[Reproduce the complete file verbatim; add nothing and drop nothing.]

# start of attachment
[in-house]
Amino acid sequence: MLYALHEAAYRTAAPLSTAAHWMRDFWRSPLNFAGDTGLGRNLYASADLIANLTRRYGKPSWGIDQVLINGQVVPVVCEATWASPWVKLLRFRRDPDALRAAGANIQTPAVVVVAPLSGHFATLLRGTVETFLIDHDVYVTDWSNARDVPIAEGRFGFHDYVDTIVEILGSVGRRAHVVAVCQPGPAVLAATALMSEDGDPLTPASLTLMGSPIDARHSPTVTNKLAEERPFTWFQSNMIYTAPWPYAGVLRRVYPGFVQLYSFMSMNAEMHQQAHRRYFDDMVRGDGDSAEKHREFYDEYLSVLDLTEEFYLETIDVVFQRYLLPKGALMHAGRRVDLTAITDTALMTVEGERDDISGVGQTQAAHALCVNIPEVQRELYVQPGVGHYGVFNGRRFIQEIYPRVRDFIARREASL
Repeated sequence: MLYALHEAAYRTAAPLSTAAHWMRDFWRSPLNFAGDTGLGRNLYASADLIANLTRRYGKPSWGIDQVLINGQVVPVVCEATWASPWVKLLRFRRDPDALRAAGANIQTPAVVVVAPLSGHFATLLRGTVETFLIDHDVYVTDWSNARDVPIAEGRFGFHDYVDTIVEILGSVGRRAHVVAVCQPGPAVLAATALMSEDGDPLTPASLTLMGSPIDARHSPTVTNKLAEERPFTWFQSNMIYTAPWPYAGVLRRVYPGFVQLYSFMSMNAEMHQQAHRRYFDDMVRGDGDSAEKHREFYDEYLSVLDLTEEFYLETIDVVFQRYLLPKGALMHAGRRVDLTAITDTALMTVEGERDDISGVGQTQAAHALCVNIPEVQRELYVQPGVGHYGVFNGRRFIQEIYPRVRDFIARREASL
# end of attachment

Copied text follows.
[in-house]
Amino acid sequence: MLYALHEAAYRTAAPLSTAAHWMRDFWRSPLNFAGDTGLGRNLYASADLIANLTRRYGKPSWGIDQVLINGQVVPVVCEATWASPWVKLLRFRRDPDALRAAGANIQTPAVVVVAPLSGHFATLLRGTVETFLIDHDVYVTDWSNARDVPIAEGRFGFHDYVDTIVEILGSVGRRAHVVAVCQPGPAVLAATALMSEDGDPLTPASLTLMGSPIDARHSPTVTNKLAEERPFTWFQSNMIYTAPWPYAGVLRRVYPGFVQLYSFMSMNAEMHQQAHRRYFDDMVRGDGDSAEKHREFYDEYLSVLDLTEEFYLETIDVVFQRYLLPKGALMHAGRRVDLTAITDTALMTVEGERDDISGVGQTQAAHALCVNIPEVQRELYVQPGVGHYGVFNGRRFIQEIYPRVRDFIARREASL
Repeated sequence: MLYALHEAAYRTAAPLSTAAHWMRDFWRSPLNFAGDTGLGRNLYASADLIANLTRRYGKPSWGIDQVLINGQVVPVVCEATWASPWVKLLRFRRDPDALRAAGANIQTPAVVVVAPLSGHFATLLRGTVETFLIDHDVYVTDWSNARDVPIAEGRFGFHDYVDTIVEILGSVGRRAHVVAVCQPGPAVLAATALMSEDGDPLTPASLTLMGSPIDARHSPTVTNKLAEERPFTWFQSNMIYTAPWPYAGVLRRVYPGFVQLYSFMSMNAEMHQQAHRRYFDDMVRGDGDSAEKHREFYDEYLSVLDLTEEFYLETIDVVFQRYLLPKGALMHAGRRVDLTAITDTALMTVEGERDDISGVGQTQAAHALCVNIPEVQRELYVQPGVGHYGVFNGRRFIQEIYPRVRDFIARREASL